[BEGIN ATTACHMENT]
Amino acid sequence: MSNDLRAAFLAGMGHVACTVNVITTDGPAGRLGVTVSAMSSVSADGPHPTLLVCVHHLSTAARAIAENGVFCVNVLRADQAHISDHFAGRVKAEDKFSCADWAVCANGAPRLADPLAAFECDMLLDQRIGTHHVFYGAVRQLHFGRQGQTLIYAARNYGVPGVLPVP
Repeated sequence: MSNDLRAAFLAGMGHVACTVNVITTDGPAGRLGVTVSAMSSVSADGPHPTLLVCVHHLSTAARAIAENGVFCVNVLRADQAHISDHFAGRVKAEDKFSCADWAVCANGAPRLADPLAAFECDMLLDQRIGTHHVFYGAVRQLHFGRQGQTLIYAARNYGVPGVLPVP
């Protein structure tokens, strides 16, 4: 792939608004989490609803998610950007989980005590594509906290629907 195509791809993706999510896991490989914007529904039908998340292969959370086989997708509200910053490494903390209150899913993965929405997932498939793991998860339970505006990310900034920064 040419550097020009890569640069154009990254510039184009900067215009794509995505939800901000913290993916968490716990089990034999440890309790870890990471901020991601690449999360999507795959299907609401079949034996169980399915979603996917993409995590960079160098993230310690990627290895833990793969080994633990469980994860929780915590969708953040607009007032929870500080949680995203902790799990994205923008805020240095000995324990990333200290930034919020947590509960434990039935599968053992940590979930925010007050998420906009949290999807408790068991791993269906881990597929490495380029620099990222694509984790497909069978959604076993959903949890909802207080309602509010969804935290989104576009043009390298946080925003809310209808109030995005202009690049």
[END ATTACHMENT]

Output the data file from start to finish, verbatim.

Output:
Amino acid sequence: MSNDLRAAFLAGMGHVACTVNVITTDGPAGRLGVTVSAMSSVSADGPHPTLLVCVHHLSTAARAIAENGVFCVNVLRADQAHISDHFAGRVKAEDKFSCADWAVCANGAPRLADPLAAFECDMLLDQRIGTHHVFYGAVRQLHFGRQGQTLIYAARNYGVPGVLPVP
Repeated sequence: MSNDLRAAFLAGMGHVACTVNVITTDGPAGRLGVTVSAMSSVSADGPHPTLLVCVHHLSTAARAIAENGVFCVNVLRADQAHISDHFAGRVKAEDKFSCADWAVCANGAPRLADPLAAFECDMLLDQRIGTHHVFYGAVRQLHFGRQGQTLIYAARNYGVPGVLPVP
């Protein structure tokens, strides 16, 4: 792939608004989490609803998610950007989980005590594509906290629907 195509791809993706999510896991490989914007529904039908998340292969959370086989997708509200910053490494903390209150899913993965929405997932498939793991998860339970505006990310900034920064 040419550097020009890569640069154009990254510039184009900067215009794509995505939800901000913290993916968490716990089990034999440890309790870890990471901020991601690449999360999507795959299907609401079949034996169980399915979603996917993409995590960079160098993230310690990627290895833990793969080994633990469980994860929780915590969708953040607009007032929870500080949680995203902790799990994205923008805020240095000995324990990333200290930034919020947590509960434990039935599968053992940590979930925010007050998420906009949290999807408790068991791993269906881990597929490495380029620099990222694509984790497909069978959604076993959903949890909802207080309602509010969804935290989104576009043009390298946080925003809310209808109030995005202009690049």